Peter Weir is probably the director whose work I enjoy the most, and Picnic at Hanging Rock is one of his best films. They’re not all as enigmatic as that one, but they are all unique, and most of them are quite good. You might also try The Last Wave, The Year of Living Dangerously, and my personal favorite of his, Fearless. The latter is one of my favorite films ever made, perhaps the favorite.
Yes… Master and Commander is also a Peter Weir movie, though I’m ashamed to say I haven’t yet seen it. The night I wanted to see that, my wife was bound and determined to see The Last Samurai. :rolleyes:
Hmmmm, it’s been a while since I’ve seen "Hanging Rock,’ but didn’t the headmistress have some unspoken grudge against the orphan girl? Throughout the story, she singles the orphan out for cruel punishments and her irrational dislike of the girl only grows worse after the mysterious disappearance of the girls. I think the headmistress went over the edge and pushed the girl out the window, which would explain the mourning clothes.
Just my personal interpretation (the movie does lend itself to that!), but I always assumed it was a vaguely homophobic reaction by the headmistress; she had (for that time) inexplicable “carnal thoughts” about the girl, couldn’t deal with them, and blamed the girl herself for “causing” the thoughts. It would fit in with the subtext of the film - the “mystery” of women’s sexuality (the adolescent girls rip off their ‘drawers’ and disappear after passing through a phallic-shaped rock opening, etc.)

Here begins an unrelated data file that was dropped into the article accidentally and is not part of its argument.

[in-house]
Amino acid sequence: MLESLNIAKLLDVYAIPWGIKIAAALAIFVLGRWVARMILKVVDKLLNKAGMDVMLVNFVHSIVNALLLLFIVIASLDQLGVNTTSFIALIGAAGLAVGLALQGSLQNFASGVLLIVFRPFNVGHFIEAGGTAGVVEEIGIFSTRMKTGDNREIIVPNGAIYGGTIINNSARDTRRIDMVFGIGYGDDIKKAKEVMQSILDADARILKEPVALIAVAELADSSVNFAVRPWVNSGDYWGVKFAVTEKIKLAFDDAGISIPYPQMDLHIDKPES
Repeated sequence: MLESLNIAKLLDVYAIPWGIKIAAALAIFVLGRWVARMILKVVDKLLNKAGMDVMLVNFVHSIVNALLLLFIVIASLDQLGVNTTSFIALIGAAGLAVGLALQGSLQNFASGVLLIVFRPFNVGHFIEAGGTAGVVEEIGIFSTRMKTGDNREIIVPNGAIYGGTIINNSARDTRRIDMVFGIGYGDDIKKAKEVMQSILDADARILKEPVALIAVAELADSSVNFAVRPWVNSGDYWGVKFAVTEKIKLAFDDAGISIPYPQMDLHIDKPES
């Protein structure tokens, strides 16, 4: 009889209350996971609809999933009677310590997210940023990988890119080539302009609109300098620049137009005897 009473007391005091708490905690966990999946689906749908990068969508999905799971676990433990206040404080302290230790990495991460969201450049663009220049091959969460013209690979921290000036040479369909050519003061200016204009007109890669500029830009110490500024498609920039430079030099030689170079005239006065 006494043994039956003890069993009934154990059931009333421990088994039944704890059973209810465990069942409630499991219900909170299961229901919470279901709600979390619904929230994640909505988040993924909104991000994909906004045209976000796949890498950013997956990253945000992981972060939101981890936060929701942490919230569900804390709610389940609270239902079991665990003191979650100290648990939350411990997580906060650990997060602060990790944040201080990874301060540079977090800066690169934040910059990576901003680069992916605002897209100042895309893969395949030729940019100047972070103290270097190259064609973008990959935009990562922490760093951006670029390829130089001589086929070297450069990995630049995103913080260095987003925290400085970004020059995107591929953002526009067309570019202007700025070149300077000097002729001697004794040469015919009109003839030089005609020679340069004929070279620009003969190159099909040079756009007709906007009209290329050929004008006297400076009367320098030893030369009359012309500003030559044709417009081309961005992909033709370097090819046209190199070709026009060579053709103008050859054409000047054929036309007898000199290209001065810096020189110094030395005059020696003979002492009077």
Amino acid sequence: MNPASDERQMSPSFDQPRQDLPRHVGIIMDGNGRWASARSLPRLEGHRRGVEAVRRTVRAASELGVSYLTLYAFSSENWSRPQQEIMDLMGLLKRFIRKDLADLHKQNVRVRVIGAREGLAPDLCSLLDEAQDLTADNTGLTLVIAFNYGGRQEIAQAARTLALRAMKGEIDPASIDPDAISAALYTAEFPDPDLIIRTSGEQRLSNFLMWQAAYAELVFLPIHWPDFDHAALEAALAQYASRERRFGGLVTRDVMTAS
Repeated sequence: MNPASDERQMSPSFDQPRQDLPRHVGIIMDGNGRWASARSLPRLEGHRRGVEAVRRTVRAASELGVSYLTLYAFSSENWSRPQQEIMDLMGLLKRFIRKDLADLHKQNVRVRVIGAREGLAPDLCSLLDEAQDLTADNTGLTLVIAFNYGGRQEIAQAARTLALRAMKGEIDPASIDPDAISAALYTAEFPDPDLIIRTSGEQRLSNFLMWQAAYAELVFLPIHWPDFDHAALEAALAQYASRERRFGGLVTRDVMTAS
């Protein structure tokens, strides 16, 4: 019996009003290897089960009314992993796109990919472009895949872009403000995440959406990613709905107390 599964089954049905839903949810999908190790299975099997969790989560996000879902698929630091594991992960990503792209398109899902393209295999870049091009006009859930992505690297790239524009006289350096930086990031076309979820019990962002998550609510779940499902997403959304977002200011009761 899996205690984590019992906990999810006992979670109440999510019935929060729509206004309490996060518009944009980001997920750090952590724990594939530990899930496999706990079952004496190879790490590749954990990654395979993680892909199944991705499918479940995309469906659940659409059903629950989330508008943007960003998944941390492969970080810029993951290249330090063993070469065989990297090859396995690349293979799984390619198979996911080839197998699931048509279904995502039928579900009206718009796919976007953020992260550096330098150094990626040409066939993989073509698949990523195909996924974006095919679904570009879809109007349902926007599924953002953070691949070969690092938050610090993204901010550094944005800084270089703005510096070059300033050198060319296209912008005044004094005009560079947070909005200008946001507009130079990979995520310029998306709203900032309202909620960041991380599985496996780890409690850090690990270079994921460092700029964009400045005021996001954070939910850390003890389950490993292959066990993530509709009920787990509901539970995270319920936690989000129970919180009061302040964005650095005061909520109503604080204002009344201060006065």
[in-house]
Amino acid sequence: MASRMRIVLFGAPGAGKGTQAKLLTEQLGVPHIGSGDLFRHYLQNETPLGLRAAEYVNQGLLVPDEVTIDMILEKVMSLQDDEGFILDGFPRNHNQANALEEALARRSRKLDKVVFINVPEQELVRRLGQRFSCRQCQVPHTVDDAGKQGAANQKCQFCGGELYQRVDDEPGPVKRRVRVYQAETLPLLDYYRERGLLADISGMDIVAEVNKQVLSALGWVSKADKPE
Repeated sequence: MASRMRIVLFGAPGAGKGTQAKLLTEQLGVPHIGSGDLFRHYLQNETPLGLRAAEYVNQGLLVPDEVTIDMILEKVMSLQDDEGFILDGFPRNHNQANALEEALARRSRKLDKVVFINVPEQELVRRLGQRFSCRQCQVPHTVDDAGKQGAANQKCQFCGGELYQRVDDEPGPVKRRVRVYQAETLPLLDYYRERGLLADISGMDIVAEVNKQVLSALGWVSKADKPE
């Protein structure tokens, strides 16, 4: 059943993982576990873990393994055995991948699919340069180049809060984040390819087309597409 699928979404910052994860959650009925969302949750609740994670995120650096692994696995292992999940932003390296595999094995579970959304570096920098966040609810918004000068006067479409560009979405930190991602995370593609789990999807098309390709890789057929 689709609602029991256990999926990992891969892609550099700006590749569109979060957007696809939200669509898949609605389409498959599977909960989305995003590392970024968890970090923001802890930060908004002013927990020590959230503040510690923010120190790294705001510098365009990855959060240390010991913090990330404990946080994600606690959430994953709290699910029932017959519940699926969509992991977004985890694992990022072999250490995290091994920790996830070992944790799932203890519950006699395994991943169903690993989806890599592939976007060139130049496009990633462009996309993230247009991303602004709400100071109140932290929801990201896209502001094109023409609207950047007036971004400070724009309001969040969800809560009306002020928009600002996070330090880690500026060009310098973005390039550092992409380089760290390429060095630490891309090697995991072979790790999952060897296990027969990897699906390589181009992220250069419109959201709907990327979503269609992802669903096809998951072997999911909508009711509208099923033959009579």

BTW, Cecil did a column on “Picnic at Hanging Rock.” The search engine for column archives is running a bit slow, but when my computer finally drags it up, i’ll post the url.
Love this movie. I watched again today, also.
I hate that headmistress. She’s my ideal of a villianess.
It’s almost like in the beginning when she’s warning them of the dangers, she’s willing it to happen.